Zack Blumberg: A foreign policy of collaboration
The United States has a lot of strengths as a nation. It’s in a large, resource-rich and geographically advantageous location — isolated from potential threats by great oceans. Despite exorbitant education costs, it is still home to the vast majority of the world’s best higher-learning institutions. It has the oldest, and one of the most impressive, constitutions in the world. Thanks to these factors, and a host of others, the United States is a global superpower. However, the United States’ foreign policy, both historically and in the present day, has done nothing but undermine the United States’ tactical and economic strengths, hindering its ability to act as a world leader. U.S. foreign policy in the 20th and 21st centuries has hurt international development and growth, as well as the United States’ own standing in global geopolitics. Through an aversion to multilateral cooperation, the United States has disregarded alliances it could (and should) have utilized, irritating other nations and diminishing its own power. As China and other nations rapidly develop, it’s time for the U.S. to make a long-overdue foreign policy shift from an adversarial lone wolf to a cooperative coalition leader.
Perhaps nothing embodies the United States’ adverse relationship with multilateralism more than the League of Nations. In the wake of World War I, President Woodrow Wilson (correctly) theorized that a large organization promoting international cooperation was needed in order to maintain lasting global peace. With this in mind, Wilson introduced the idea of a “general association of nations," an organization aimed at both resolving inter-state disputes diplomatically and preventing war through collective security. At the Paris Peace Conference in 1919, Wilson was able to convince nations around the world to join, and, on Nov. 1, 1920, 41 nations convened in Geneva for the League of Nations’ inaugural session.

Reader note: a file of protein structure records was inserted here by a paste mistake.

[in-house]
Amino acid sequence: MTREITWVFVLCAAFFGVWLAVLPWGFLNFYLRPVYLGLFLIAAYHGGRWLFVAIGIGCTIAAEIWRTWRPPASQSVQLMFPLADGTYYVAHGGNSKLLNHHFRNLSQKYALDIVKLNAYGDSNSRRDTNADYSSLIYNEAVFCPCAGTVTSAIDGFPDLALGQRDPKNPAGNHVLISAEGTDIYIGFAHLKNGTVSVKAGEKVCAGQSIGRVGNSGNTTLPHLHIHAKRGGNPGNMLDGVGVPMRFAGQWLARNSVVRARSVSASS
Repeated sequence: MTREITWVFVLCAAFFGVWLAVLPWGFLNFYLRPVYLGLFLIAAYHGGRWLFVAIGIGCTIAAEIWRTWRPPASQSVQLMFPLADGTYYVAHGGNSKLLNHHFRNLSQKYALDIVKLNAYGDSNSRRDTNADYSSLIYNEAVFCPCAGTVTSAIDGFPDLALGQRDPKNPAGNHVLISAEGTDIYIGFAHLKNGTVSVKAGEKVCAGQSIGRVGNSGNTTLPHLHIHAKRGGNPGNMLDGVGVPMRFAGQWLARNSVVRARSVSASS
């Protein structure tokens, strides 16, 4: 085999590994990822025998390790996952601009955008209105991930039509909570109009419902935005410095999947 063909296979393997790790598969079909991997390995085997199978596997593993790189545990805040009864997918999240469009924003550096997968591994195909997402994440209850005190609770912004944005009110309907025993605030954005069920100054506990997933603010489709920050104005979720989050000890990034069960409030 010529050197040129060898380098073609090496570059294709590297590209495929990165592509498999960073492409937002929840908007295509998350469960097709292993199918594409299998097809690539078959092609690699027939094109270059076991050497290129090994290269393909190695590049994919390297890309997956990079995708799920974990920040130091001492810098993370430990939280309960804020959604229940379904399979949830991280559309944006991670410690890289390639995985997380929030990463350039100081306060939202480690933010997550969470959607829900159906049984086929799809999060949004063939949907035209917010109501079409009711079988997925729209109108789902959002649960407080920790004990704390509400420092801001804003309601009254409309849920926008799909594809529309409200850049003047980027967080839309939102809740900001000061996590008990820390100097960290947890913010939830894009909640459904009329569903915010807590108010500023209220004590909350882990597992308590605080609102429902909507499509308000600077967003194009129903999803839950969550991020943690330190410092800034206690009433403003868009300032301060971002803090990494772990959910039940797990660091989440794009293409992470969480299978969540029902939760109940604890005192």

There was only one problem: The United States was not one of the 41 nations present. Despite creating the League of Nations himself, Wilson was unable to convince a stubborn, isolationist U.S. Senate to agree to join. While the League of Nations was not designed to be particularly strong — for instance, it lacked armed forces with which to enforce its decrees — the United States’ decision not to join rendered the organization useless. Understanding how irrelevant and powerless the League of Nations was, Germany and Japan both withdrew in 1933, and six years later, Wilson’s worst fears were realized: Unable to cooperate, nations around the world had once again plunged into conflict alongside the rise of Adolf Hitler.
Following the Second World War, it seemed that the United States had finally begun to understand the benefits of multilateralism. The U.S. became a founding member of the North Atlantic Treaty Organization in 1949 and appeared willing to work with its Western European allies. However, less than 20 years after joining NATO, the U.S. began to (again) ignore the desires of its own allies, much to their chagrin. At the 1964 North Atlantic Council Meeting, the United States had attempted to convince its NATO allies to launch an offensive against Vietnamese communists. However, the U.S.’s European allies declined, criticizing the mission as an unwinnable war in an area they did not see as a major threat and as one that would only take resources away from defending their own borders. Undeterred by NATO’s resounding disapproval, the U.S. deployed troops to Vietnam in 1965, beginning a lengthy and fruitless U.S. military campaign. Harlan Cleveland, the U.S. representative for NATO, even admitted the U.S. viewed itself as above the alliance, saying the U.S.’s approach to working with NATO primarily consisted of “consent building notifications after the event.” Ultimately, the U.S. left Vietnam in 1975 after an unsuccessful and drawn-out campaign, which had done nothing but antagonize their own allies and destabilize the United States’ relationships.